The Low Season: Part Six of Ten

In Spring 2007 I published an essay called “The Low Season” in The Cimarron Review. It’s the story of how my wife and I paid for a month in Puerto Vallarta with money we made by attending timeshare presentations. Because I now live in Myrtle Beach, a place that exists largely thanks to the vacation industry, the time seems right to revisit the piece. So I’m going to serialize it here. One part every week for ten weeks. To start reading from the beginning, scroll down.

The Low Season

Part Six: The Workday

The next morning, the phone rings. I look across the horizon of the bed, over Kate’s shoulder, toward her travel alarm: 9:32. The ringing has temporarily silenced the debate between Kate and me over whether to follow through on this presentation or not. She wants to get the money and get it over with. I want to sleep off my hangover and re-book for this afternoon. I reach for the hotel phone. “Hola?”

“Señor, Joe! Buenas dias!” says a clearly not hung-over Eyder. “Ready for the tour?”

“You said ten o’clock, right?”

“The tour starts at ten.”

Kate slides out of bed and heads to the bathroom. I sit up too quickly, and the headache settles into my frontal lobe. Massaging my temples, I stretch the phone cord out to the balcony. Two cabbies are parked along the curb, smoking cigarettes under a tree. “How long does it take to get there by cab?”

“No, Señor Joe. I’m in the lobby. Waiting for you.”

“You’re downstairs right now?”

“Come down whenever you’re ready.”

I hang up, and I can hear Kate knocking her toothbrush against the sink. “Remember, this was all your idea,” she says. She rinses and spits. “You wanted to talk to the guy. I wanted to get dinner.”

She’s right, of course. And when we finally did walk away from Eyder to go eat, I was still trying to sell her. “We can’t afford not to do this,” I said. We were sitting across the restaurant table from each other. “I mean, the gig pays $120 an hour.” I dipped a chip into good guacamole. “Each.”

“If you’re so worried about money,” she said, “why’d you quit your job?”

“I quit my day job.” I scanned the menu, looking for Steak Tampiquena. “My job is playing music.”

Kate smoothed her napkin across her lap. “And how much does that pay?”

Everything and nothing.

Like so many skinny-legged suburban kids, my plan had always been rock superstardom. For me and my bandmates in Watershed, it almost happened. In our mid-twenties we signed with Epic Records. We moved into a Manhattan apartment. We limousined to parties where industry-types cupped their hands to our ears and whisper-shouted that we were the next big thing.  But our record didn’t sell, so the label dropped us.

That was ten years ago, and though Watershed has had success since, none of it is reflected in my bank account. I can’t afford to quit my day job. But before Kate and I left Columbus, that’s exactly what I did.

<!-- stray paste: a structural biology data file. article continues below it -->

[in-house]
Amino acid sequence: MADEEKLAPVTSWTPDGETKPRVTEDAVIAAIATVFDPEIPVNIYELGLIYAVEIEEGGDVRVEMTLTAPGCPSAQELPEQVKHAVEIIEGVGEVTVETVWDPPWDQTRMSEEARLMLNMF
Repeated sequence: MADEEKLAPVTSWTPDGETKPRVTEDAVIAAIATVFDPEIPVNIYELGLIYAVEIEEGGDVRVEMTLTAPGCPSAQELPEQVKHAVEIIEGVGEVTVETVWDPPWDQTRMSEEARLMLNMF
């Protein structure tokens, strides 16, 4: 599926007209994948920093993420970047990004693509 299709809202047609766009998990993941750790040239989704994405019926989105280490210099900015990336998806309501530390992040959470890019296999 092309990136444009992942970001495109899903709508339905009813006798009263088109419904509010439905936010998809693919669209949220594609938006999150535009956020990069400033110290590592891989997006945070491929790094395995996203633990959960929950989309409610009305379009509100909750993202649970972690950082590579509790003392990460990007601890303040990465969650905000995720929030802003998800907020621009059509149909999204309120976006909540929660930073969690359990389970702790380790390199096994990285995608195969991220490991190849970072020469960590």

I’d been working as an admin at an architecture firm. This was just my latest stab at finding an acceptable, bill-paying plan B. I’ve also worked with the disabled. I’ve bussed tables and washed dishes. I’ve served up meatloaf to murderers in a psychiatric hospital. I’ve driven trucks and forklifts. I’ve bagged groceries and rounded up shopping carts. I’ve taken the LSAT and applied to law schools. I’ve thought seriously about joining the C.I.A.

Music used to afford me the luxury of absolutes. Even after being dropped from Epic, I was convinced that I’d still end up a rock star. But now, as I slide into to my mid-thirties, I can’t help but doubt a little. And that doubt is reinforced every time Kate and I get invited over to a friend’s house for dinner. When we see their three car garages and twelve-foot high ceilings and stainless steel mega-grilles, we think: Damn, they have such nice things.

It’s like there’s a success growth chart, and Kate and I, even standing on our tiptoes, don’t measure up. The chart tells us that at our age we should be neck deep in careers. We should be ascending to upper management positions. We should be receiving holiday cards from an insurance agent, a financial planner, a realtor—their professional smiles beaming from magnets stuck to a restaurant-grade Frigidaire.

Instead I’m typing-out two weeks notice and hopping into a van.

Kate feels this pressure too. She felt it, anyway. Back when she used to work sixty hours a week for a hip advertising agency, she would come home late, collapse on our ratty couch, look around our college-ghetto apartment, and give me a look that said, You’re gonna have to get a real job soon, buddy. Now she’s back in school, going after a Ph. D. in English, making a quarter of the money she used to, and yet she seems more comfortable in our apartment—and in our friends’ houses—than I do. Somehow graduate school has made Kate content with what we have; she doesn’t care about what we don’t.

I understand that Kate and I aren’t as successful as the commercials and sit-coms tell us we should be. So I lean on the idea that material wealth is bullshit, that my friends are anesthetized by their possessions. I tell myself that their TiVo systems and Home Theater Surround Sounds are nothing but table scraps the people with the true power serve up as distractions. Let them eat name-brand consumer electronics! I have to find wealth in my “freedom” from financial trappings. I have to think I’m better, or at least somehow more righteous, than my by-the-book friends. But most of all, I need to believe I’m happier than them. Because if I’m not, if I’m not happier, then what have I been doing all these years?

Now Kate’s looking into the bathroom mirror, fixing her lip gloss. Satisfied, she turns to me. “Okay, amigo,” she says. She’s got my toothpaste in one hand, my toothbrush in the other. “Time to go to work.”

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